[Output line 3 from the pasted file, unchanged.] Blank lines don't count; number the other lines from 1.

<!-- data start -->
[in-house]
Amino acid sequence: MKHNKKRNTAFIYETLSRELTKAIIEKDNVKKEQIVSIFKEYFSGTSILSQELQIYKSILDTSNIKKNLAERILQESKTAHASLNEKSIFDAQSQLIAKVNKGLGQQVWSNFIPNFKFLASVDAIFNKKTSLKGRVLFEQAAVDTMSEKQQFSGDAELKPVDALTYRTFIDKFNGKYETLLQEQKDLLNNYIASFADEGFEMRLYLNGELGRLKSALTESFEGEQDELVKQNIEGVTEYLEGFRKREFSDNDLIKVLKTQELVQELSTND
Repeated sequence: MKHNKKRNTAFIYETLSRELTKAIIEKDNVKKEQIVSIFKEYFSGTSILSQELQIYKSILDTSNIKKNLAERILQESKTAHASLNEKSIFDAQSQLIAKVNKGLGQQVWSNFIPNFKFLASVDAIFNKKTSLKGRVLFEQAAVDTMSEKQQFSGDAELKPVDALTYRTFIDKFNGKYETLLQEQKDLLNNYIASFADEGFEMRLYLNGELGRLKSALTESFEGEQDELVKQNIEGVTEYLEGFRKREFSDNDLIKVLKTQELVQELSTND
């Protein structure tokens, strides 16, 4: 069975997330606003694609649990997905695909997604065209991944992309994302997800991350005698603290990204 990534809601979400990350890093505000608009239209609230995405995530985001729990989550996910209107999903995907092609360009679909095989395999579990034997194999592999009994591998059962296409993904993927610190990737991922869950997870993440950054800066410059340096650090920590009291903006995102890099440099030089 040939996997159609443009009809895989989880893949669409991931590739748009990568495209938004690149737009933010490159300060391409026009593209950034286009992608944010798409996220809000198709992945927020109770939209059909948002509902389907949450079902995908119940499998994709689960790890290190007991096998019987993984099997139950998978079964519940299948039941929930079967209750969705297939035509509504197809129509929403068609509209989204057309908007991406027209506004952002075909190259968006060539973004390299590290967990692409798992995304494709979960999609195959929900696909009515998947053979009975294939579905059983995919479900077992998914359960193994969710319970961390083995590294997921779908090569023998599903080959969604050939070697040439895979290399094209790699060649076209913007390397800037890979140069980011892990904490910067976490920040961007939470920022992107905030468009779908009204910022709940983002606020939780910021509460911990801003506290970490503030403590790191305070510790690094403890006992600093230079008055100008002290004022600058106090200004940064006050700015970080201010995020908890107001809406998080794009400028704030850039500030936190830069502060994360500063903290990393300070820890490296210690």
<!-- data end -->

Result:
Repeated sequence: MKHNKKRNTAFIYETLSRELTKAIIEKDNVKKEQIVSIFKEYFSGTSILSQELQIYKSILDTSNIKKNLAERILQESKTAHASLNEKSIFDAQSQLIAKVNKGLGQQVWSNFIPNFKFLASVDAIFNKKTSLKGRVLFEQAAVDTMSEKQQFSGDAELKPVDALTYRTFIDKFNGKYETLLQEQKDLLNNYIASFADEGFEMRLYLNGELGRLKSALTESFEGEQDELVKQNIEGVTEYLEGFRKREFSDNDLIKVLKTQELVQELSTND